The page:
A graphical method of representing the control system using the linear algebraic equations is known as the signal flow graph. It is abbreviated as SFG. This graph basically signifies how the signal flows in a system.
The equation representing the system holds multiple variables that perform a crucial role in forming the graph.
Basically, if we have the set of equations that describes the system then by using the variables of the equation, the signal flow graph is obtained. This graph helps to get the interrelation existing between various variables of the system.
We have seen that block diagram reduction was an efficient way of analyzing the system. However, in case of a complicated system, the block diagram reduction technique becomes quite difficult as well as time-consuming.
Thus, another method was proposed by S J Mason which is known as a signal flow graph. This method helps to relate the input and output variables of the system in a graphical manner.
It is noteworthy that by directly referring to the block diagram of a control system, the signal flow graph can be constructed.
Terms used in Signal Flow Graph
The common terms used in a signal flow graph are as follows:
1. Node: The small points or circles in the signal flow graph are called nodes and these are used to show the variables of the system. Each node corresponds to an individual variable. In the figure given below x1 to x8 are nodes.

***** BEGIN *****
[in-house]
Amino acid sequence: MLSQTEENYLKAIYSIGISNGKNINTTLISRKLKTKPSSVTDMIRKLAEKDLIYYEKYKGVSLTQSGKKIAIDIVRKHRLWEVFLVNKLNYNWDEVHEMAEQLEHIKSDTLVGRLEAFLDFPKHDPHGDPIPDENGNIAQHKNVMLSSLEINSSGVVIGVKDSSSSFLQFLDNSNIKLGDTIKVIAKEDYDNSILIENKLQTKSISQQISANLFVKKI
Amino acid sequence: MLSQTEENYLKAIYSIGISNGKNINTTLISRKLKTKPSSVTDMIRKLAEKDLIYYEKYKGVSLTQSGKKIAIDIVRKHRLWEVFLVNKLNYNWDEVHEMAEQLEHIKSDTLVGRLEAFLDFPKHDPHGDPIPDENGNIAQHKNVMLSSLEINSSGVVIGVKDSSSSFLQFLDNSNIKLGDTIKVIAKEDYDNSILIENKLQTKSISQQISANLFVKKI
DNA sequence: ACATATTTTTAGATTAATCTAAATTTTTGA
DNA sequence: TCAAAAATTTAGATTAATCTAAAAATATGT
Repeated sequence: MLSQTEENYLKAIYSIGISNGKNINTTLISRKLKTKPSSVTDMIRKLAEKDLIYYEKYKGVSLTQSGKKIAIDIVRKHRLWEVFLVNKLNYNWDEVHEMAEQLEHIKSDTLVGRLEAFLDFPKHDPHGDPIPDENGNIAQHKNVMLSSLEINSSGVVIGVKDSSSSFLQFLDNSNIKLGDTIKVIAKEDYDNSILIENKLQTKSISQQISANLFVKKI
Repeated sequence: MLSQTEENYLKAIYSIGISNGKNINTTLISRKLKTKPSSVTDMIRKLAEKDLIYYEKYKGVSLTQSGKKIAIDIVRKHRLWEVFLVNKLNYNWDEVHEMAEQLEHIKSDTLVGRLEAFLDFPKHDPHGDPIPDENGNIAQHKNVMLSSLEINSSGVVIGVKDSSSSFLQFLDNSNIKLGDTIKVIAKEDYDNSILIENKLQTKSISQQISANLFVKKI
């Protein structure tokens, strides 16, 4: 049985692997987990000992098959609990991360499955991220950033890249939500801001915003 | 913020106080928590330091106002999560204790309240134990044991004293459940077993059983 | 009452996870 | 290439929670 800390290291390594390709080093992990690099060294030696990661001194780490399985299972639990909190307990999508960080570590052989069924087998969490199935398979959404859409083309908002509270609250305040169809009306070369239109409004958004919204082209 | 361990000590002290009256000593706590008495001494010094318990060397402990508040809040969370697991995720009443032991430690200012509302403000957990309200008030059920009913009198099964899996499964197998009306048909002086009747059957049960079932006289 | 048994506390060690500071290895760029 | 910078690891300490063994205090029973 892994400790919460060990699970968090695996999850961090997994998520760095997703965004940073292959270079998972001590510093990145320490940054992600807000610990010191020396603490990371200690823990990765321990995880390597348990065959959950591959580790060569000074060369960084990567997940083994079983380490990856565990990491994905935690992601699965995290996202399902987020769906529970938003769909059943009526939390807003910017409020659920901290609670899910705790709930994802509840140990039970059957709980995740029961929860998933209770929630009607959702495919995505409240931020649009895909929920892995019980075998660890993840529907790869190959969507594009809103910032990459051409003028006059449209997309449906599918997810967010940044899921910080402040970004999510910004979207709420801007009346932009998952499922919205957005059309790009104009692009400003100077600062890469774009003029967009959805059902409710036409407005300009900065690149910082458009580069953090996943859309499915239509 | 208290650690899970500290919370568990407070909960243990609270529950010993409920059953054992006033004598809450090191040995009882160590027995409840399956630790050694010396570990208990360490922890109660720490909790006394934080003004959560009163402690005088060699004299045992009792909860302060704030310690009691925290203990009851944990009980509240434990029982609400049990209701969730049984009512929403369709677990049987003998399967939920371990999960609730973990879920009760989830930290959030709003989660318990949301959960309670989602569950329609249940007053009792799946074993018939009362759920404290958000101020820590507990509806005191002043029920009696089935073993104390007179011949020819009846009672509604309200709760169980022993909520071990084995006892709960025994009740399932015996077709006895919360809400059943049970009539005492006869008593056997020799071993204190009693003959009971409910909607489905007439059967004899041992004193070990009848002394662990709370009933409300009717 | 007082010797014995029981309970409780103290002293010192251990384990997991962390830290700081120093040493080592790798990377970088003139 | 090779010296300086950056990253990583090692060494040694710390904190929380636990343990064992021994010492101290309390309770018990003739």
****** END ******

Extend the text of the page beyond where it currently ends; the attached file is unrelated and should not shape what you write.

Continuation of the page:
2. Input node or source: The one having branches with only outgoing signal is known as the input node or source. For the below shown SFG, x1 is the source.
3. Output node or sink: A node that only contains branches with entering signal is known as a sink or output node. Both input and output nodes act as dependent variables. Here, x8 is the sink.
4. Mixed node: It is also known as chain node and consists of branches having both entering as well as leaving signals. For this SFG, x2 to x7 are mixed nodes.
5. Branch: The lines in the SFG that join one node to the other is known as a branch. It shows the relationship existing between various nodes.
6. Transmittance: The transfer function or gain between two nodes is said to be the transmittance of the SFG. Its value can be either real or complex. These are from ‘a’ to ‘j’ here.
7. Forward path: A path proceeding from input to output is known as forward path. Here one of the paths is x6 – x7 – x8.
8. Feedback loop: A loop which is formed through a path starting from a specific node and ending on the same node after travelling to at least one node of the graph is known as a feedback loop. It is to be noted that in the feedback loop, no node should be traced twice. Here the loop is x2 to x6 then back to x2.
9. Self-loop: A self-loop is the one which has only a single node. The paths in such loops are never defined by a forward path or feedback loop as these never trace any other node of the graph. Here it is formed at node x5 having gain f.
10. Path gain: When the signal flows in a forward path then the product of gains of each branch gives the overall path gain. For above-given graph, i*j is path gain for forward path, x6 to x8.
11. Loop gain: The product of individual gains of the branches that are in the form of loop is said to be the overall loop gain. For the loop forming between x3 and x4 the gain is c*d.